The early 2020s were filled with numerous regional, national, and international events that directly impacted the global supply chain, especially for time-sensitive products like fresh produce. On average, on-shelf availability fell to 89% and the prices increased by 5.4%.
A single break in the supply chain is enough to paralyze and hinder it globally. In most cases, especially when it comes to worldwide emergencies, the weakest point of a supply chain sustains the most damage, taking longer than anticipated to recover, often with little to no affordable alternative.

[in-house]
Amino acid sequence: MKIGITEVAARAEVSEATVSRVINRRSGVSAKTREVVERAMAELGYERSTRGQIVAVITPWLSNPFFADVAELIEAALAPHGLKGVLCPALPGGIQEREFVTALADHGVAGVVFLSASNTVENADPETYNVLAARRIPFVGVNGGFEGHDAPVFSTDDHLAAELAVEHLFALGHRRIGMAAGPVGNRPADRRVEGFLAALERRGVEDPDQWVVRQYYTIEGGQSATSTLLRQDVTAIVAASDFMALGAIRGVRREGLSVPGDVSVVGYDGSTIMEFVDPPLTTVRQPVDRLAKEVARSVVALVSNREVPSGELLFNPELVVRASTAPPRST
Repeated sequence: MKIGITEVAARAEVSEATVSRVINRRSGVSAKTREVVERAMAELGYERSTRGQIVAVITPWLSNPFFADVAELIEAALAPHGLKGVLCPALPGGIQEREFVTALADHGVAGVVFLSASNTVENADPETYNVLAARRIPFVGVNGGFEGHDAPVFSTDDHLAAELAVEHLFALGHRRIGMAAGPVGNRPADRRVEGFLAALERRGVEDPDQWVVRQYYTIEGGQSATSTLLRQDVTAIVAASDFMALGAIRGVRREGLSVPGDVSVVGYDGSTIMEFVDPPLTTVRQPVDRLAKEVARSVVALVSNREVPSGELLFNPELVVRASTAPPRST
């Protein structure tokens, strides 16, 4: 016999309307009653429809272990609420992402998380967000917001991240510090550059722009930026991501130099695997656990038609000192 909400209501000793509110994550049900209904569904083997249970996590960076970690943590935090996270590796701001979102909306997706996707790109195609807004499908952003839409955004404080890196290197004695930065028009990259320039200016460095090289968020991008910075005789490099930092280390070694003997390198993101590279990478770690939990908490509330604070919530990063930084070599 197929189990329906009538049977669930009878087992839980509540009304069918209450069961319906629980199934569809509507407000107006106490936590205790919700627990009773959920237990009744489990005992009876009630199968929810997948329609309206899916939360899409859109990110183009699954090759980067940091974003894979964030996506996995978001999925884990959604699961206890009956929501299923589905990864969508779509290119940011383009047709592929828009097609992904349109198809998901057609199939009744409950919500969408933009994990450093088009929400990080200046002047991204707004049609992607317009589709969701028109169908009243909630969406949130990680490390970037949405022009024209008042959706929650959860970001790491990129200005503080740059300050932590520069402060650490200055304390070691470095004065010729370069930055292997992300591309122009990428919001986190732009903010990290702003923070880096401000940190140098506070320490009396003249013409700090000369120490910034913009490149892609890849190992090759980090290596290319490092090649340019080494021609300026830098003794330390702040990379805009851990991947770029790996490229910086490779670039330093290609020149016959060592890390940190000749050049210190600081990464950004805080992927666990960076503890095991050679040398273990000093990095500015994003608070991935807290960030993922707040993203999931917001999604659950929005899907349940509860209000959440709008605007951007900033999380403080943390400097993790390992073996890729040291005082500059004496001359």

Regarding grocery store supply chains, some examples include coffee bean shortages. Brazil, as one of the world’s largest exporters of beans, witnessed a decrease in crops due to drought. Furthermore, shipping containers and routes were affected by the low workforce and regional emergencies, contributing to the strain on shipping.